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Article
February 1950

APPRAISAL OF OBJECTIVES AND FUNCTIONS OF THE AMERICAN DERMATOLOGICAL ASSOCIATION: Presidential Address

Arch Derm Syphilol. 1950;61(2):177-184. doi:10.1001/archderm.1950.01530090007002
Abstract

IN A MEDICAL world that has been continuously changing because of the impact of social, economic and educational forces, the American Dermatological Association has held fast, for three quarters of a century, to the traditional concepts of its founders. This adherence to tradition has made our Association a conservative and venerable institution. In the light of rapidly changing conditions, it now appears timely to appraise our objectives and functions as they have beeen operating under both the stimulus and the inhibitions of tradition and to determine on a future course best suited to further our aims in a social structure that is becoming increasingly competitive.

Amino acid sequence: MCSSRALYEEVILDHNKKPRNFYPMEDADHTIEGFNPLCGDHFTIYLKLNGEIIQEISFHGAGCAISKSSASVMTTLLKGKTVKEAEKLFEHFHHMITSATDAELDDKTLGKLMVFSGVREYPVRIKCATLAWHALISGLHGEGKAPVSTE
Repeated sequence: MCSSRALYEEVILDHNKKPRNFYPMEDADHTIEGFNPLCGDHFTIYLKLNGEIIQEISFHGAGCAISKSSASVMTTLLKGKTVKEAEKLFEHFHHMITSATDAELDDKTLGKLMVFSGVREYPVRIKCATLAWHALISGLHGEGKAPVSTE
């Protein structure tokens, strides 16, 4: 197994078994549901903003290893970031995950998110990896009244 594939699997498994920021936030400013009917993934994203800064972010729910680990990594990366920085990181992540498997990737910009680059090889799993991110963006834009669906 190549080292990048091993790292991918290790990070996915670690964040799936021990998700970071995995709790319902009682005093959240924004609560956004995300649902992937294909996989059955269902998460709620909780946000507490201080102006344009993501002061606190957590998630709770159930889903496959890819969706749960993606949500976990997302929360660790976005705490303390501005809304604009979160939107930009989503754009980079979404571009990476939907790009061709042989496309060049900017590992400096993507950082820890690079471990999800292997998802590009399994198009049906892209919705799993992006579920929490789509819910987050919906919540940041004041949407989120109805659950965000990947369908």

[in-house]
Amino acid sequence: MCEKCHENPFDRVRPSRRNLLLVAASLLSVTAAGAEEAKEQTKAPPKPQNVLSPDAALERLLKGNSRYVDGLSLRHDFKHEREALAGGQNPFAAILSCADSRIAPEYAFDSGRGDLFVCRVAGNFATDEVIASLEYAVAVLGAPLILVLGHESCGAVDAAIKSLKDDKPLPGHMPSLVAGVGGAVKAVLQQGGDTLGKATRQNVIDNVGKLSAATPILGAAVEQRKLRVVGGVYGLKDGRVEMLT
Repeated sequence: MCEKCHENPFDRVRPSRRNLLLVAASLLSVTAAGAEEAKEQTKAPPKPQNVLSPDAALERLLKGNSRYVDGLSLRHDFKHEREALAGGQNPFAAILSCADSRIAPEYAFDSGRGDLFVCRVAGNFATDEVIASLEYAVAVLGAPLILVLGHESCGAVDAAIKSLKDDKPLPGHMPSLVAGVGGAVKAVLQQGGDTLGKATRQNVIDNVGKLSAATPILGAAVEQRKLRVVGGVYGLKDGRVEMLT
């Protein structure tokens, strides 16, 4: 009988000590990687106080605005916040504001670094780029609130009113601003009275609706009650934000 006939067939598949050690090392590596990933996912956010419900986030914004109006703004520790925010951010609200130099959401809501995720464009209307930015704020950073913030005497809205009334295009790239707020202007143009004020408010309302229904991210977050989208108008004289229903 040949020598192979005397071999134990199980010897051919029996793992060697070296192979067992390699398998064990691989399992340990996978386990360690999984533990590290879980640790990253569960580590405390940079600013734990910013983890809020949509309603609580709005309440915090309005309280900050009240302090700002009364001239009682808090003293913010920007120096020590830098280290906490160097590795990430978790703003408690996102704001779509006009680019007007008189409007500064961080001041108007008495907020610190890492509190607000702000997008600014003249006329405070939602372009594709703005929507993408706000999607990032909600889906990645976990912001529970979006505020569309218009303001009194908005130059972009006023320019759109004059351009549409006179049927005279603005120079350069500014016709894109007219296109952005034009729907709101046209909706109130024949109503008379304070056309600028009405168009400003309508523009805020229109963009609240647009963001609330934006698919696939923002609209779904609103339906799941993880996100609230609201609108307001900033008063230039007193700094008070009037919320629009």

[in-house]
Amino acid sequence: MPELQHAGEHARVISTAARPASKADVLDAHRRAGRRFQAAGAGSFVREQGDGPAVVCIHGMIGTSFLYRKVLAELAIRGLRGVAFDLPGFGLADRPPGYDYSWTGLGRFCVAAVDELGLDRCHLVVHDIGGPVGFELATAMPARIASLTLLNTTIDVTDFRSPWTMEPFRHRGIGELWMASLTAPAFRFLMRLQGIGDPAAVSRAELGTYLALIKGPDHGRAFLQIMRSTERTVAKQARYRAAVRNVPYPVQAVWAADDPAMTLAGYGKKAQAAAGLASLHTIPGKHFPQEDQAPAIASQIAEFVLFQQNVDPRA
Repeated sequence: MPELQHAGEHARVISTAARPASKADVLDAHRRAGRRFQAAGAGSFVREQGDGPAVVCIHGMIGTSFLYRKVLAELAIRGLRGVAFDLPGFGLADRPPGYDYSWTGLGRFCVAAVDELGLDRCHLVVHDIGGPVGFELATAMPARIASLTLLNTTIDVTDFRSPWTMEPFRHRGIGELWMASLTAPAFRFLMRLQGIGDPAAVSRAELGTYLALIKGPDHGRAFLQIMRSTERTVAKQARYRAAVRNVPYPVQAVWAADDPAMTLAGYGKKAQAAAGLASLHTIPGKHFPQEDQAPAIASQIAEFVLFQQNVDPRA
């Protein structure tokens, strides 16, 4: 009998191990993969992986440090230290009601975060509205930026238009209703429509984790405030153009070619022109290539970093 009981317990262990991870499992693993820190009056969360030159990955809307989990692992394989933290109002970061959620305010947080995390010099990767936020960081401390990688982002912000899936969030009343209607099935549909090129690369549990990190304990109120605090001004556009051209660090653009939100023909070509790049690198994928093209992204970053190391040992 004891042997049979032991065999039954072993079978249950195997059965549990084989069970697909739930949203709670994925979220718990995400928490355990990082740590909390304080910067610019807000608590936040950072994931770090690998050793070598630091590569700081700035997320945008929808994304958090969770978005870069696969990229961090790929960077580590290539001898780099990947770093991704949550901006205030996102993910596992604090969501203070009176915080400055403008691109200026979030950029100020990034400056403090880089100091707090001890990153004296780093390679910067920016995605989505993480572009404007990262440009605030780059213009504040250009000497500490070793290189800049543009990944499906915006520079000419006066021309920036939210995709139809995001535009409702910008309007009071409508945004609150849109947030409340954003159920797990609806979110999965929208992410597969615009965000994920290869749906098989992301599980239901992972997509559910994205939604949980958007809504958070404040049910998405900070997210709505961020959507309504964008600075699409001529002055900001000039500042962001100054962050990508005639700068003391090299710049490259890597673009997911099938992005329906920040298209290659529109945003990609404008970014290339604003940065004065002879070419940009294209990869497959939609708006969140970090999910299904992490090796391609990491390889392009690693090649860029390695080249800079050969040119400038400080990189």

In our present era the practice of medicine has become the concern of the public and research in medicine has become the project of wealthy foundations, well organized commercial organizations and governmental agencies. Lay groups, as represented by large national industries, labor

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